By Andrew DePietro, Contributor
The 2016 Indianapolis 500 will be on Sunday, May 29, marking the event's 100th anniversary. Winner of the 2015 Indy 500, Juan Pablo Montoya, defends his championship title against 32 challengers. The winner of the 100th Indianapolis 500 will take home the Borg-Warner Trophy and $2.5 million. Find out how to travel on a budget to this year's Indy 500.
How Much Does a Ticket to the Indy 500 Cost?
General admission tickets for race day cost $40. But the Indy 500 race isn't the only event you can attend. Here's a list of all of the Indy 500 events you can attend.
Total Cost to Attend the Indy 500
How much it costs to attend the Indy 500 depends on a number of factors. If you're an Indianapolis native, you won't have to worry about airfare. Out-of-town fans will have to consider plane tickets and lodging. Here's a breakdown of how much it'll cost you to go to the Indy 500.
* Hotel and flight costs from May 9, Expedia.com. Costs for flights were cheapest shown for round trip.
Depending on how far you're traveling for the event, your cost to attend the Indy 500 will vary. If you're driving from downtown Indianapolis, have a three-day parking pass and are not staying at a hotel, your total cost to go to the Indy 500 could be as low as $152.30 after food, gas and general admission, using food and gas estimates from Numbeo.com.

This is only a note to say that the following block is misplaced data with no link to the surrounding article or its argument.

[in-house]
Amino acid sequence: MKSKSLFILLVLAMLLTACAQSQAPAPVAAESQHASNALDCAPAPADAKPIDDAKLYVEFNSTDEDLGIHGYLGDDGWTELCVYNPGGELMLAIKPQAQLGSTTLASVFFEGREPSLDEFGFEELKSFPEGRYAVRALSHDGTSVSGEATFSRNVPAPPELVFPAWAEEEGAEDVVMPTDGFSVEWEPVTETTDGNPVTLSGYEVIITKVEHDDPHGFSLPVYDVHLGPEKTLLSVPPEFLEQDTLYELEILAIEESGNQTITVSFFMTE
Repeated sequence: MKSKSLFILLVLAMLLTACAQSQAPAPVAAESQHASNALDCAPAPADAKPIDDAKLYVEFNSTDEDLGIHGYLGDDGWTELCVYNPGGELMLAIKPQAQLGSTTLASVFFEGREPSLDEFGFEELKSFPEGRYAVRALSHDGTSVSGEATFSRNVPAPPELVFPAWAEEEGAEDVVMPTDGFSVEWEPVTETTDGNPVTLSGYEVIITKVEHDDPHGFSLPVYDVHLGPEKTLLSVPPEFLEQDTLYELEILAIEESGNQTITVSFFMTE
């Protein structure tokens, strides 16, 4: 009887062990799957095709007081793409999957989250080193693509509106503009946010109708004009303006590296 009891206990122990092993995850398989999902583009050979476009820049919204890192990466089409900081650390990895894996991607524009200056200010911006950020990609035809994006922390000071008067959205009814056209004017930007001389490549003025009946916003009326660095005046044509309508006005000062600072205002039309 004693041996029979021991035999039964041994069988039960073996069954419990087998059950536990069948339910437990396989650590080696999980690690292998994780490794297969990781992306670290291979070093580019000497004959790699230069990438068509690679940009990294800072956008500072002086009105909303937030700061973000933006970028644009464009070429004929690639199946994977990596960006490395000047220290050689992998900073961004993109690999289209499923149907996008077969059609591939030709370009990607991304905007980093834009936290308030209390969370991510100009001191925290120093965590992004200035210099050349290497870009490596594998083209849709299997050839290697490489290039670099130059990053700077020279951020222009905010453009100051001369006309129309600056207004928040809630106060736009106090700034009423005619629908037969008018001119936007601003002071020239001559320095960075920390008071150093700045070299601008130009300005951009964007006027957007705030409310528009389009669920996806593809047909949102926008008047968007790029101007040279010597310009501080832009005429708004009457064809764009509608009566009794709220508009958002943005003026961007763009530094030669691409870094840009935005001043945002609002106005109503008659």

If you're trekking from the coasts, you'll have to accommodate for high airfare and hotel costs in your budget. A round trip flight for Friday, May 27, from Los Angeles to Indianapolis will cost you $741.20, according to data collected by GOBankingRates. If you're flying from New York City, the majority of flights cost between $600 and $1,000, depending on where you book.
If you're flying in from regional centers like San Francisco, Seattle, Houston or Miami, your cheapest, average airfare will cost roughly $845.57. That would make the cost to attend the Indy 500, including three nights at a hotel, the cheapest parking and general admission, a grand total of $1,682.70.
The Money Behind the Indy 500
Tips for Saving Money at the Indy 500
Because flight and hotel costs will rise the longer you wait, it's best to buy in sooner. If you're traveling with a group, think about establishing a savings pool with your friends. Each of you can contribute available funds now and worry about IOUs later.
One way to cut your food and beverage costs is to bring your own. Unlike most sporting events, the Indianapolis Motor Speedway allows spectators to bring their own food and drinks. The Indy 500 also offers affordable food options, with volunteers manning booths and portions of proceeds supporting local charities.
If you're attending the event with a group of people, use a service like Airbnb to rent a larger space at a lower per person cost. If you're traveling solo or with just one or two companions, think about using Couchsurfing.net.
This article, Indy 500 2016: How Much It Costs to Go to Indianapolis 500, originally appeared on GOBankingRates.com.
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